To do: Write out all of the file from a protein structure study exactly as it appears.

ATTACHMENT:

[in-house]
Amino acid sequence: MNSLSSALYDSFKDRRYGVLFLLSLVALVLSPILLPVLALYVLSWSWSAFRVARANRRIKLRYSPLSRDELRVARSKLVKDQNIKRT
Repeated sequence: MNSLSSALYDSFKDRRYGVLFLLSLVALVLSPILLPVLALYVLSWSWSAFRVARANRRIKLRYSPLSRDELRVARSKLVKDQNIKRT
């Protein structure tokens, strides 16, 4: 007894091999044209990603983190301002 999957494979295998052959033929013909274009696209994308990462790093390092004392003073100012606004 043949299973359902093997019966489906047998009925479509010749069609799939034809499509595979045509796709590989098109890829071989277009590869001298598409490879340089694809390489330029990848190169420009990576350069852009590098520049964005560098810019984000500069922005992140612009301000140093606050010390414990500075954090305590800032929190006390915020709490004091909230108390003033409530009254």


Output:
[in-house]
Amino acid sequence: MNSLSSALYDSFKDRRYGVLFLLSLVALVLSPILLPVLALYVLSWSWSAFRVARANRRIKLRYSPLSRDELRVARSKLVKDQNIKRT
Repeated sequence: MNSLSSALYDSFKDRRYGVLFLLSLVALVLSPILLPVLALYVLSWSWSAFRVARANRRIKLRYSPLSRDELRVARSKLVKDQNIKRT
């Protein structure tokens, strides 16, 4: 007894091999044209990603983190301002 999957494979295998052959033929013909274009696209994308990462790093390092004392003073100012606004 043949299973359902093997019966489906047998009925479509010749069609799939034809499509595979045509796709590989098109890829071989277009590869001298598409490879340089694809390489330029990848190169420009990576350069852009590098520049964005560098810019984000500069922005992140612009301000140093606050010390414990500075954090305590800032929190006390915020709490004091909230108390003033409530009254």